If you’ve been a Christian for a while, starting your prayers with the words ‘heavenly Father’ (or some similar variation) may have become so customary that you don’t think about it much. If you’re not a Christian, the idea of referring to the Creator as ‘Father’ may seem bizarre, even wrong. And if you’re a new Christian, maybe you haven’t got your head around this name for God and you’re still defaulting to safer options like ‘Lord’ or just ‘God’.
I guess that covers just about everyone. Calling God ‘Father’ when we pray has the potential to be a strange, confusing, or empty Christian habit. But it should never be any of those things. Instead, we should pause daily and reflect on the mind-blowing idea that we can call the God of the Universe ‘Father’.
This is an idea with massive, far-reaching implications. We’ll spend the next few days teasing out some of these ideas. For starters, I love the way Tim Chester starts his new book on prayer, You Can Pray:
“So many books and talks on prayer make prayer a discipline that we need to work on, so we can become good pray-ers. Prayer then becomes something we achieve. But it’s not. Prayer is a child asking her father for help – nothing more, nothing less.
“The disciples ask their question because they see Jesus praying. Jesus has a relationship of intimacy. He is the true Son of God, as Adam and Israel were intended to be. Moreover, he is the eternal Son of God. He has always been in an intimate, loving relationship with his Father. He is the one and only Son, eternally begotten of the Father. He speaks only what he hears from his Father and does only what is his Father’s will. He honours the Father, and the Father honours him.
“All of that is way beyond our experience of God – except that Jesus now invites us to share that relationship. By faith, we’re united to Christ. We’re ‘in’ him. His relationship with God becomes our relationship with God. His intimacy with the Father becomes our intimacy with the Father. The Father will no more reject our prayers than he will reject the prayers of his own Son, Jesus. Amazing.”
“In many ways, it’s a mistake to focus on prayer itself, as if prayer was some kind of skill to be acquired. We’ve seen that prayer is the act of a child asking her father for help. And you don’t have to teach a child to ask for things! All that a child needs to know is that she is needy and her father loves her. And all you need to know to pray well is that you’re needy and your heavenly Father loves you.”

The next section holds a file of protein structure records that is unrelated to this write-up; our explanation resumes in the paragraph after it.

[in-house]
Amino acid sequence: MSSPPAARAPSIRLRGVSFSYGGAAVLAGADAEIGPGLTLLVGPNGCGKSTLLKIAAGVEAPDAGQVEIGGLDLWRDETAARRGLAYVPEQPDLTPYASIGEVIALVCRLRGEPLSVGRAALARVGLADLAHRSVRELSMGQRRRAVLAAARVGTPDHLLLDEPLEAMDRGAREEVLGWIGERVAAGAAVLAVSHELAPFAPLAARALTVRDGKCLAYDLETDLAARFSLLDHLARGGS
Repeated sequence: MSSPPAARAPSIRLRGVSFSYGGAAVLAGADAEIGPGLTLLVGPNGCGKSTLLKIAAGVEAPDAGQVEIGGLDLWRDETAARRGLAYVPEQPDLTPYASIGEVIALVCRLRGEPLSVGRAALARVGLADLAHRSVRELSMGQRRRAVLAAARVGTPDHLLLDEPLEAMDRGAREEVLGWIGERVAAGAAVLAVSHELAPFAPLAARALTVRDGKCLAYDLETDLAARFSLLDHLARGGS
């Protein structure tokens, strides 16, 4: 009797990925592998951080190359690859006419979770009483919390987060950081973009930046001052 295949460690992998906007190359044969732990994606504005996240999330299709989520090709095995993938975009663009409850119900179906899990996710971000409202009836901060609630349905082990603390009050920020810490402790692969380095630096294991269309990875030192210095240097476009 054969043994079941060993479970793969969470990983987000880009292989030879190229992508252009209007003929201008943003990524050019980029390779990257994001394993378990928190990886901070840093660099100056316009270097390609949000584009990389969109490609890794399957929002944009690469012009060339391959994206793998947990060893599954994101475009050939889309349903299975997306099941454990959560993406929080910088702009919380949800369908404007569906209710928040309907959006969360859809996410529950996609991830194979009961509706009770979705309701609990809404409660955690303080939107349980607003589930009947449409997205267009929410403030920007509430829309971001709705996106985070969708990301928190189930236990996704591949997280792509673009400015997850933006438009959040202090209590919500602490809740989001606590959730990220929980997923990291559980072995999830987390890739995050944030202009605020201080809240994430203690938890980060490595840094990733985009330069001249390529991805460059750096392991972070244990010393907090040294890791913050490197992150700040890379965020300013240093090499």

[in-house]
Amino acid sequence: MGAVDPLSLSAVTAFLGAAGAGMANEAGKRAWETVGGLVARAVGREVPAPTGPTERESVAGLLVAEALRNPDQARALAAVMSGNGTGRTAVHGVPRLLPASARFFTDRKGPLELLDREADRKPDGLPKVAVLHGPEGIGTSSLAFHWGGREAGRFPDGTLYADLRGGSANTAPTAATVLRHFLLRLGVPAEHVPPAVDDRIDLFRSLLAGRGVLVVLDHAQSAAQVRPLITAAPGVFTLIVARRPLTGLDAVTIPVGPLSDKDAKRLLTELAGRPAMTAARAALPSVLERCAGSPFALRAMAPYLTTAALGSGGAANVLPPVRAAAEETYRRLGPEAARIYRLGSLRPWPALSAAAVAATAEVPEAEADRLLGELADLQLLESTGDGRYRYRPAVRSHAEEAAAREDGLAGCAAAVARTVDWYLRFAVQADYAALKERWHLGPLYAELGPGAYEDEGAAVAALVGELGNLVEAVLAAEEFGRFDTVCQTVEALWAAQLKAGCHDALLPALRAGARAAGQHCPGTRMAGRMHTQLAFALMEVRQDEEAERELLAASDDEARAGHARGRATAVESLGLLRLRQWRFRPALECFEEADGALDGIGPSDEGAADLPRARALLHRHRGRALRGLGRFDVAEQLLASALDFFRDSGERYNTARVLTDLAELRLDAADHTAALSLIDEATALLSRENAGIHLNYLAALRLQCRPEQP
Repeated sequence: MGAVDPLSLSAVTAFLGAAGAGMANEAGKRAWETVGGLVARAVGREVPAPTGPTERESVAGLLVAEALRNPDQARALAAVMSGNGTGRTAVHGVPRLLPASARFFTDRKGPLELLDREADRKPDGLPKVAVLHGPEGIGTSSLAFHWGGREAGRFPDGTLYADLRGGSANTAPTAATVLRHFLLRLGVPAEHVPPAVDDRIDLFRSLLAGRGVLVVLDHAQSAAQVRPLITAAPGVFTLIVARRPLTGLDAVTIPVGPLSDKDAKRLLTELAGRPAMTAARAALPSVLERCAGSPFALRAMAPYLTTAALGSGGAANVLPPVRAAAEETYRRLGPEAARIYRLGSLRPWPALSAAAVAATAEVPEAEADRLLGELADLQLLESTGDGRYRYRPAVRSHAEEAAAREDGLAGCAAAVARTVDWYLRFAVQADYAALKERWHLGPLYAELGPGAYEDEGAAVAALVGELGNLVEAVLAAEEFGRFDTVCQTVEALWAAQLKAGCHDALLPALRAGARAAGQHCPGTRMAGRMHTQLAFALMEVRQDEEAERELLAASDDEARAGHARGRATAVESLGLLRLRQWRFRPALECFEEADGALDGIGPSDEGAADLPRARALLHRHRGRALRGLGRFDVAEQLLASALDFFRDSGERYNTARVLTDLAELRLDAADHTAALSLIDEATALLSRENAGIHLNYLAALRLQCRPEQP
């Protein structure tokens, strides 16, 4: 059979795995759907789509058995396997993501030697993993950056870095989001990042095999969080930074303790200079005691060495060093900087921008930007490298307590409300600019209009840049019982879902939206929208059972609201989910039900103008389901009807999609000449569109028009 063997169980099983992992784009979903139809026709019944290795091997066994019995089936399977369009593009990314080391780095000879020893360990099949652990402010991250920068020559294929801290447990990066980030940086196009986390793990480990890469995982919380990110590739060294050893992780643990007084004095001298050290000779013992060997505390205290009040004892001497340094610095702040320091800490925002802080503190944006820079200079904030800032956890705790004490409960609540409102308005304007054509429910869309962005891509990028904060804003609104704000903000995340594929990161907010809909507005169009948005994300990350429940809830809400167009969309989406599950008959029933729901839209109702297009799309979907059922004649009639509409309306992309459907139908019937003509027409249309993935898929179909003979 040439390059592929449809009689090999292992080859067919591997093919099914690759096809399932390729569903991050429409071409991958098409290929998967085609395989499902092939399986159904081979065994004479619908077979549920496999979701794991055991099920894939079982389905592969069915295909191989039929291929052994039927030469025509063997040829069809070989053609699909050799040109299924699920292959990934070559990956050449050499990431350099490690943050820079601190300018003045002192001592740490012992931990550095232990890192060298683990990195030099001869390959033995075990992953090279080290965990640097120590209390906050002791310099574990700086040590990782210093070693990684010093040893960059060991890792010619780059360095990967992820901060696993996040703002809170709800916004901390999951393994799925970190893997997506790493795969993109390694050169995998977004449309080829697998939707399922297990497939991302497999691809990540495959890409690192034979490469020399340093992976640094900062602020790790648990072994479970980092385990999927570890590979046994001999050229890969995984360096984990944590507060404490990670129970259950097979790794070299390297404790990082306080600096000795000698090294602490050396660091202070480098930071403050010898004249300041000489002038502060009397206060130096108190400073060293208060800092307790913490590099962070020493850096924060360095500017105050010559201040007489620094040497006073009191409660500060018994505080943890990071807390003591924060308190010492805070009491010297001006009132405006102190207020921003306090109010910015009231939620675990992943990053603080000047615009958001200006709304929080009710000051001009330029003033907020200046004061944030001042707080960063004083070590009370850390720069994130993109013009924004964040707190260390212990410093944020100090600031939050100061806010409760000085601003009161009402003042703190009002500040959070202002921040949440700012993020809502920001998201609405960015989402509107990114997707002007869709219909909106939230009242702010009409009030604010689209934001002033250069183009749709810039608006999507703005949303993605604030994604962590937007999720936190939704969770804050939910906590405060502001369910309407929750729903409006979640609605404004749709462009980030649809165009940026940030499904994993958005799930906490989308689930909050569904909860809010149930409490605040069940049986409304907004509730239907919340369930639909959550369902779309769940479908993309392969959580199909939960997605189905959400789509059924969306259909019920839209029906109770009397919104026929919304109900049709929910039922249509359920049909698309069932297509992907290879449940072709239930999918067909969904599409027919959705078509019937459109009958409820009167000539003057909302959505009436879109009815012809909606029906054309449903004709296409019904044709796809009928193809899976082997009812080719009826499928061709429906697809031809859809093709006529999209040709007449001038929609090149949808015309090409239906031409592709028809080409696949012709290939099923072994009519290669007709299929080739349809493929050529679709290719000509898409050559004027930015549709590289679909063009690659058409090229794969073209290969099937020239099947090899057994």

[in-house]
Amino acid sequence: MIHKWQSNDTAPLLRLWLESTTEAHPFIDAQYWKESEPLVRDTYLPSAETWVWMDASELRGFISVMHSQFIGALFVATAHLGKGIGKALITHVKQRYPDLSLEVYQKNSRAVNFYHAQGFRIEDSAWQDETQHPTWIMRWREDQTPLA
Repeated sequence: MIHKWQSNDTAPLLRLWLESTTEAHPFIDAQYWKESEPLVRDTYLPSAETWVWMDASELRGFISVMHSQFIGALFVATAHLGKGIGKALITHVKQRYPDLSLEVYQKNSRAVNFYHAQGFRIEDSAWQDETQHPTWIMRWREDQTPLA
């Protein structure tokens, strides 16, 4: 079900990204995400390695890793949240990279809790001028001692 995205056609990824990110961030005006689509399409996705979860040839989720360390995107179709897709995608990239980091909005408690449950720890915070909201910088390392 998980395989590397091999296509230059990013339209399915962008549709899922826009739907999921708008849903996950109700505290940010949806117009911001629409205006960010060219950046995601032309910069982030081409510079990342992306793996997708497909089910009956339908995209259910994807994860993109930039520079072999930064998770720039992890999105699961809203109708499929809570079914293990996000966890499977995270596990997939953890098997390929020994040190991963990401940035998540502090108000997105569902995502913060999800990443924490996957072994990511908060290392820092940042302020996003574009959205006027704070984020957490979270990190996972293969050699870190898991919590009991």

“When you pray, you may hear a voice accusing you, saying. ‘That’s not a good prayer. You need to try harder. You need to do better.’ This is the voice of Satan. Satan is like the grumpy onlooker who remains resolutely unimpressed by the first words of a small child. The difference though is that Satan’s intent is far more malign. He never wants you to talk to your Father. Don’t listen to Satan. Rather, listen to your heavenly Father who applauds even your faltering, jumbled attempts.
“God gave his own Son for this very reason, so that you can call him ‘Father’, so that you can pray. Prayer is a gift and an opportunity we’re given through Christ. It’s nothing more and nothing less than a child asking her father for help.”
Heavenly Father, thank you for the incredible privilege of calling on you as my Father. Please help me to depend on you utterly for everything. Thank you for the gift of being able to simply and humbly bring all my requests to you. Help me to listen to your voice and trust your promises. In Jesus’ name. Amen.